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review 2017-03-29 01:20
I would have been a runaway
Terms & Conditions: Life in Girls' Boarding-Schools, 1939-1979 (Slightly Foxed Editions) - Ysenda Maxtone-Graham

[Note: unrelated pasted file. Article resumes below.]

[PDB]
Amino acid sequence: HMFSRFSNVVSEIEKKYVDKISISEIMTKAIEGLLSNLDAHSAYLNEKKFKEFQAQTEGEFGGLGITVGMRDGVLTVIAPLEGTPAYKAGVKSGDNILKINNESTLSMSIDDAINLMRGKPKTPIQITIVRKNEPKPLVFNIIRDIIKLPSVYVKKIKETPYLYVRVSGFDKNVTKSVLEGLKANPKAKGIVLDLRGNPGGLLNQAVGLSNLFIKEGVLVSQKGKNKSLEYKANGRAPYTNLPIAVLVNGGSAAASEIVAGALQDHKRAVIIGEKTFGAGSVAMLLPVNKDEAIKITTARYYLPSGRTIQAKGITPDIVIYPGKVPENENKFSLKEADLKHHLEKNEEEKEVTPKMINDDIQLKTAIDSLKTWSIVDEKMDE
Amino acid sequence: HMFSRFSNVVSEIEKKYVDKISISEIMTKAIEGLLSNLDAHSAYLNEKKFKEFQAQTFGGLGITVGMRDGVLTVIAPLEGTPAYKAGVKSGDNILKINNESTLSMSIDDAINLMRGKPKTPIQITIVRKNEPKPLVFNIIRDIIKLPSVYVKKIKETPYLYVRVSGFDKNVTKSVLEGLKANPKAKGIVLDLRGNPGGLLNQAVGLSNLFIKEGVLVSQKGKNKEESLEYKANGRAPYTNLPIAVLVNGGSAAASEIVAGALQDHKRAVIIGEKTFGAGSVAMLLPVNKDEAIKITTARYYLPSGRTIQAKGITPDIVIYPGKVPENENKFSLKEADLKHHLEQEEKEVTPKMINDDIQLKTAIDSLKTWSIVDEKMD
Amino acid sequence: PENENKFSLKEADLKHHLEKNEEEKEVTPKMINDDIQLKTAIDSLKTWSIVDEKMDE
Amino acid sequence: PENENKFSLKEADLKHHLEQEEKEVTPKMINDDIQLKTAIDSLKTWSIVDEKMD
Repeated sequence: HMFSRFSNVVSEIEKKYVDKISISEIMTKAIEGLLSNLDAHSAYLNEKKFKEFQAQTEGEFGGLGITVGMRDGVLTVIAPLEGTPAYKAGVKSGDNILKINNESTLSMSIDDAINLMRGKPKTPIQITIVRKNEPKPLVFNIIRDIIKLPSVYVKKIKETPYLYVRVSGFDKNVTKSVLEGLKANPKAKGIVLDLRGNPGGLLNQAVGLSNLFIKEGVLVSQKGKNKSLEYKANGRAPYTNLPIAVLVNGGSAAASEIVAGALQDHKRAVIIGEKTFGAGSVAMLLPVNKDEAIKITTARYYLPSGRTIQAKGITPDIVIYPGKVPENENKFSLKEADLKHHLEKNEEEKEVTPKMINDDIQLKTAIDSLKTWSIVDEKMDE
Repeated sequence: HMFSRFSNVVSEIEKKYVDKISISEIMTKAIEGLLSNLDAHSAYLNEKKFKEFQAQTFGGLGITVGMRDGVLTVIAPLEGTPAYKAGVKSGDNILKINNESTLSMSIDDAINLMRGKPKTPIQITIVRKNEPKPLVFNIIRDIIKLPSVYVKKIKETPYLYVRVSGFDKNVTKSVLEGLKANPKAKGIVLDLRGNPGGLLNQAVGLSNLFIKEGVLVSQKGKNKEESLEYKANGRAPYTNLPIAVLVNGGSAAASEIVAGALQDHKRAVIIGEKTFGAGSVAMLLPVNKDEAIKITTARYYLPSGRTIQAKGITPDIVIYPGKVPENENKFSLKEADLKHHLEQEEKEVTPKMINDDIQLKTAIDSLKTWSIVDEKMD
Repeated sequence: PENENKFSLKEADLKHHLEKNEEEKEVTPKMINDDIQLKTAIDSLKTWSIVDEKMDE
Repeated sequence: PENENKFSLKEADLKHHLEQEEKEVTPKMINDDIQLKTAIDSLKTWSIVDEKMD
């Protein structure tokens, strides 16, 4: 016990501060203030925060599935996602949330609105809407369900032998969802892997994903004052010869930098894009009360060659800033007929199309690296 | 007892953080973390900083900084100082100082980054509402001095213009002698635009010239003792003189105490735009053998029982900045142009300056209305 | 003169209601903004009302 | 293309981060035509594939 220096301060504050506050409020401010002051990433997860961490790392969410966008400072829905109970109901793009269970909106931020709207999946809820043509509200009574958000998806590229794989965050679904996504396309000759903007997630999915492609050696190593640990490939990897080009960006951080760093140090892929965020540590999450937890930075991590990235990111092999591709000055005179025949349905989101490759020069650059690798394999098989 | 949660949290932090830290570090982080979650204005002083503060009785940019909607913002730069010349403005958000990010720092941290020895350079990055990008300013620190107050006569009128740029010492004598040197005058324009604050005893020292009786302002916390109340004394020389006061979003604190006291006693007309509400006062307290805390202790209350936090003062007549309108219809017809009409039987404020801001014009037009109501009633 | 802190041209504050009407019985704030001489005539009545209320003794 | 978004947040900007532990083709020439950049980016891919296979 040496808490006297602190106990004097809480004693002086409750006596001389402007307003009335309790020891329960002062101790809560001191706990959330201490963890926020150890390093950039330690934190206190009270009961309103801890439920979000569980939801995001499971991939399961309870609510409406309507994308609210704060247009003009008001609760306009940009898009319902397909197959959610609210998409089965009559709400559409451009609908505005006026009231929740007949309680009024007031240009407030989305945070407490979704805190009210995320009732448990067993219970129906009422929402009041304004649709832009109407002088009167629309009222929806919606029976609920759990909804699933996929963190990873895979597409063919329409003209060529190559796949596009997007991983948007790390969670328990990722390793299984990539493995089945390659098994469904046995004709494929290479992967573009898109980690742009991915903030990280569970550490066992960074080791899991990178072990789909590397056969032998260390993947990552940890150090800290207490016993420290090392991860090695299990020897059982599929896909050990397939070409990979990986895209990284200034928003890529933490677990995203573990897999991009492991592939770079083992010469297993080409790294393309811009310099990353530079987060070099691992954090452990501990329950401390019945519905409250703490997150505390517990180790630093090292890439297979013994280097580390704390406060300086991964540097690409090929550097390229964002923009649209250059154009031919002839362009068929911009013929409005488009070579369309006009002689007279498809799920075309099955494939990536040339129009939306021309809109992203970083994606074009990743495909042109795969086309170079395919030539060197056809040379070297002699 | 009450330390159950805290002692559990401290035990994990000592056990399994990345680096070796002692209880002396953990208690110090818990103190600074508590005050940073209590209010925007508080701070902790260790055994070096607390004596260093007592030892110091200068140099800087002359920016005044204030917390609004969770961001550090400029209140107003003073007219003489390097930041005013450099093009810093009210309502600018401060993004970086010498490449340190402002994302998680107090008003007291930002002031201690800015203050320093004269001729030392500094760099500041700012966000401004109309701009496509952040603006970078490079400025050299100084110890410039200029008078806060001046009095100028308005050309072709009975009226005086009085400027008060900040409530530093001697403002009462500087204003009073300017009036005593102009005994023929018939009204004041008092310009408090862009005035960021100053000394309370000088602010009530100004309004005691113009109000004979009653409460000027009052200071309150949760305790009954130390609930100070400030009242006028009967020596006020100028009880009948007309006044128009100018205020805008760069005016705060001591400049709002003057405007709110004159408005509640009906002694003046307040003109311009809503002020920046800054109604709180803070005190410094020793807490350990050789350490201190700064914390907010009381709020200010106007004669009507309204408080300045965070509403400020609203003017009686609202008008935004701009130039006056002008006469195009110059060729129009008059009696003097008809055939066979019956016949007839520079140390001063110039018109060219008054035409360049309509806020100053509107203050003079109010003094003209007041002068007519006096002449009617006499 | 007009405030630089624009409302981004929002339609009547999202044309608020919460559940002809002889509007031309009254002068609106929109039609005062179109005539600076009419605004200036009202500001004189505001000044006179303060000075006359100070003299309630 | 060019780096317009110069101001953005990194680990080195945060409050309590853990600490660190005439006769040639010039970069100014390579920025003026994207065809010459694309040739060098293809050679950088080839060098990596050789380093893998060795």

Terms & Conditions: Life in Girls' Boarding Schools, 1939-1979 by Ysenda Maxtone Graham is exactly what I was looking for this week. As the title suggests, this is a non-fiction book about what it was like to attend a boarding school for girls from the years of 1939-79 (in the United Kingdom obviously). The author conducted numerous interviews of women who attended these school who recalled startlingly vivid memories (both ill and pleasant) of their time there. From what it was like to be separated from family at a young age (some incredibly young) to the traumatic recollections of the horrible food they were forced to eat to what really went on when a bunch of hormonal girls were kept sequestered without any boys in sight this is a book that is both informative and interesting. (It's also super funny.) I've read some fanciful stories about what it's like to live in a boarding school but never true accounts from the girls themselves about what actually went on behind those austere facades. (Seriously a ton of them were in manor houses and castles which makes me super jealous.) There are many similarities between the institutions and also some gargantuan differences. For instance, some of the places (Cheltenham for instance) were strict, highly academic, and the girls that left there were more likely to continue into higher education. Others were more practically minded (or obsessed with horses and sports) and the girls that left there were generally encouraged to go to secretarial college and then look for a husband almost immediately after entering the workforce. It's an eye-opening read about what it was like for these upper-crust girls who were sent away by their families and then suppressed by these same people into wanting less for themselves. I highly recommend this not only because it's extremely well-written and researched but also because it's so fascinating comparing it to the way young women of today are educated and their expectations after leaving school. 10/10